Many developers build modern homes with the expectation that the owner will use utilities provided by outside entities. They expect the homeowner to use power from the local utility company, water from the city, and sewer services from the town or county. But there is no reason why you can’t have all of those things at your fingertips on a smaller scale in your backyard (or garage).
You can achieve this by using solar power, composting, using gray water for toilets, collecting rainwater, growing your food, or using Earthship techniques to build a sustainable home on less than one acre of land (about half an acre is ideal).
Of course, not everyone can be in such a position. However, that doesn’t mean that sustainable living is out of reach for many city-dwellers.
Why Bother Living Sustainably?
Sustainable living is one of the best ways to reduce your carbon footprint and reduce the harm on the planet. But it is more than just being green: it means not spending a lot of money too and having an easy life! It is also important to note that an eco-friendly home will save you money in the long run when you build it using sustainable materials and techniques like reclaimed or recycled building materials and energy-efficient appliances/furniture etc.
The bottom line: There are substantial cost savings in using alternative energy sources such as solar power over traditional electricity and gas, especially if you live in an area that has high electricity costs. And the best way to achieve this—and not just in electricity but a more eco-friendly and less big utility-reliant living—is through creating a self-sustaining home.
Simple Steps to a Sustainable House
The journey toward sustainable living starts with your home, and these simple steps can take you an inch closer toward sustainability:
Know What You Use
Learn what items are essential in your own space and how they can make you more independent. For a house to be truly self-sufficient, you need several things to function as a complete unit. First, you’ll need to start with the water system and end with air conditioning, part of the air supply system. Keep in mind, a self-sufficient home uses resources daily, including the time required to do laundry or cook dinner (both tasks that use up valuable indoor water). Other important aspects include having a sufficient amount of insulation and filtering all the dirty air that gets sucked inside.
Invest in Alternative Energy Sources
With all these resources, you’ll need electricity to power them. A small solar power system at home can save you a significant amount of money on electric utilities. Through a simple system of solar cells, solar power banks, and other alternative energy systems, you can reduce reliance on grid power and start your way towards a self-sufficient life.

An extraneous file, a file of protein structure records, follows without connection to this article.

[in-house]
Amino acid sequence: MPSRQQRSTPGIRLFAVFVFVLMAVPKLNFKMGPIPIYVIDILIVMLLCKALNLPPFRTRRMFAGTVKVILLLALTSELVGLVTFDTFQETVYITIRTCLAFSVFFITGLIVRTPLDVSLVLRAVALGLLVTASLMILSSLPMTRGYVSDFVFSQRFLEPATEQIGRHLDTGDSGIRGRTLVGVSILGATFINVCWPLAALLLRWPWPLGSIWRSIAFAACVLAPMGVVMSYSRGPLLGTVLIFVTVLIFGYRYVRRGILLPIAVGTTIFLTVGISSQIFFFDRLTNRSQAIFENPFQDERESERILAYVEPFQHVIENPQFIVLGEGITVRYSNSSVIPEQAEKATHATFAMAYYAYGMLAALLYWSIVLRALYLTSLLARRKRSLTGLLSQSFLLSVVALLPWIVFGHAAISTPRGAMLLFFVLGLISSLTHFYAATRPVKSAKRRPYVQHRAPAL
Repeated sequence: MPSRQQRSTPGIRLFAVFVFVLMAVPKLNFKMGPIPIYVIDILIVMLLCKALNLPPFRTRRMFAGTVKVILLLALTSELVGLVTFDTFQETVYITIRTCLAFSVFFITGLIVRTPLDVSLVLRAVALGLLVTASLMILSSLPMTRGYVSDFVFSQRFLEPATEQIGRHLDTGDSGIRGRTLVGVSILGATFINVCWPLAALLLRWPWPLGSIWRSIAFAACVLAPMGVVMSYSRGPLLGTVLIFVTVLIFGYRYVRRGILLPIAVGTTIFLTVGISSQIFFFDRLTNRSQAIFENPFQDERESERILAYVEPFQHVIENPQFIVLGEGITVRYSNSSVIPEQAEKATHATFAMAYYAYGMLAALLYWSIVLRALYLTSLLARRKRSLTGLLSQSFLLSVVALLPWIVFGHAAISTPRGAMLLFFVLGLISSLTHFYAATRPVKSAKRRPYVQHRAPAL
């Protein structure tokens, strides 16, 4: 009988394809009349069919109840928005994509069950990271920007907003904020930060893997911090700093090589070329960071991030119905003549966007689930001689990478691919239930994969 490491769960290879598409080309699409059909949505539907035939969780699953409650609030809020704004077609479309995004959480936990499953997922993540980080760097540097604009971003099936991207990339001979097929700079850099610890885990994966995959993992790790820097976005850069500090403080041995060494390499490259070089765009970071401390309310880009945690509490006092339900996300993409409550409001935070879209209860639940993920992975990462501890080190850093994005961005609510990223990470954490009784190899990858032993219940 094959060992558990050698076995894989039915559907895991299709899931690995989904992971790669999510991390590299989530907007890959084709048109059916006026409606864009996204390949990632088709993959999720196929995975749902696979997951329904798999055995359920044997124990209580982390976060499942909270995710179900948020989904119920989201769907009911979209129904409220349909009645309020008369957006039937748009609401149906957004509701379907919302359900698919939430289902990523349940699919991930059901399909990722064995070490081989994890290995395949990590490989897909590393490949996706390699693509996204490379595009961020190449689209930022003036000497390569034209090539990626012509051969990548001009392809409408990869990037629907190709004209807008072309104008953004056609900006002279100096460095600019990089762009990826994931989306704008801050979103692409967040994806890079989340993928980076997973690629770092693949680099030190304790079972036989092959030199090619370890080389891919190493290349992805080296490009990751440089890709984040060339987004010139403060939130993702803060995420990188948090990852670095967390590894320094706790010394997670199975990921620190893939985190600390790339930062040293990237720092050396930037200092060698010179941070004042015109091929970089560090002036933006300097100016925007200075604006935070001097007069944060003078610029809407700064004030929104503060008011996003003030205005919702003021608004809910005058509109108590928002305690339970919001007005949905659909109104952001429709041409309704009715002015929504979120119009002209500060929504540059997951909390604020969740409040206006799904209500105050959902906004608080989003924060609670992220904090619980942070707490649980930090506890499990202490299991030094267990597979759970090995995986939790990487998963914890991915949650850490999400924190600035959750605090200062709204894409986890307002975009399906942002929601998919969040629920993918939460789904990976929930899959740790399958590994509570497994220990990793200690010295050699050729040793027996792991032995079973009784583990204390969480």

The initial investment might be high but will quickly pay for itself over time with zero cost on your energy bills and much more environment-friendly energy supply choices as an alternative to traditional electricity sources like coal and natural gas. Alternative energy sources are also beneficial when the standard electrical power gets too expensive, such as throughout grand summer season seasons or maybe during unusually heavy summer season weekends.
Use Passive Lighting to Light Up Your House
Other than renewable sources of energy, you can also use natural sunlight as a light source throughout the day. Other than providing some light inside your home, research has shown some health benefits of sunlight to people.
The amount of sunlight depends on the location of your home. If your house is well-placed to catch the direct rays from the sun, then you will have plenty of sunshine coming through the windows and into your home during the day. If your home faces north to the sun during wintertime, this means that you will have direct sunlight all day long. This reduces reliance on electricity and uses the natural light you already get.
Look for Alternative Water Sources
Most people enjoy the convenience of modern water management and supply. But even in this area, there are sustainable techniques and tricks. The alternative is using one of the many rainwater harvesting systems available for purchase at any large hardware store or online marketplace. They will have different designs and pricing options ranging from a few hundred dollars to several thousand depending on how much water you need and where you want to place them within your home. Keep in mind your state’s laws regarding rainwater collection.
You can also choose to have it installed by a professional plumbing contractor for some additional cost to get everything set up the right way and ensure your family’s safety when using these devices. Still, the results should be just the same, if not better, than what you can get by DIY installation.
Contrary to popular belief, you don’t have to break the bank to start sustainable living. Some investments to get your foot in the door might seem daunting at first. But when you add up everything, including doing your part in saving the environment, you’ll live easier.